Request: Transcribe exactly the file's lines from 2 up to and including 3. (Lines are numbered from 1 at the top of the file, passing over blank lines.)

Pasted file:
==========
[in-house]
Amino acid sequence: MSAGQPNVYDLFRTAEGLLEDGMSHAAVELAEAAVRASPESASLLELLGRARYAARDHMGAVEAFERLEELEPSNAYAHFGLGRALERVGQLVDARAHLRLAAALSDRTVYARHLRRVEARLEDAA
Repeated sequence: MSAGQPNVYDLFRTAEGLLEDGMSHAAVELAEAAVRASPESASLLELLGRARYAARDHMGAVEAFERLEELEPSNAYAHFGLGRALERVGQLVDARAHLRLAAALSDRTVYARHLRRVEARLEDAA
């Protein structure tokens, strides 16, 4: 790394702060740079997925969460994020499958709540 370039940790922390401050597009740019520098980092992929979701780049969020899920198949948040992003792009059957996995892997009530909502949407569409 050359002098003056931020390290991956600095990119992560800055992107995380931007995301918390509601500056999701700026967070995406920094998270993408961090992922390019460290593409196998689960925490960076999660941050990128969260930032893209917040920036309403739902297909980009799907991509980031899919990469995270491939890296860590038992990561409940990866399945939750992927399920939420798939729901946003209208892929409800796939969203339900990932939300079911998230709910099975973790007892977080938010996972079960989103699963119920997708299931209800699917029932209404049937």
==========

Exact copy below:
Amino acid sequence: MSAGQPNVYDLFRTAEGLLEDGMSHAAVELAEAAVRASPESASLLELLGRARYAARDHMGAVEAFERLEELEPSNAYAHFGLGRALERVGQLVDARAHLRLAAALSDRTVYARHLRRVEARLEDAA
Repeated sequence: MSAGQPNVYDLFRTAEGLLEDGMSHAAVELAEAAVRASPESASLLELLGRARYAARDHMGAVEAFERLEELEPSNAYAHFGLGRALERVGQLVDARAHLRLAAALSDRTVYARHLRRVEARLEDAA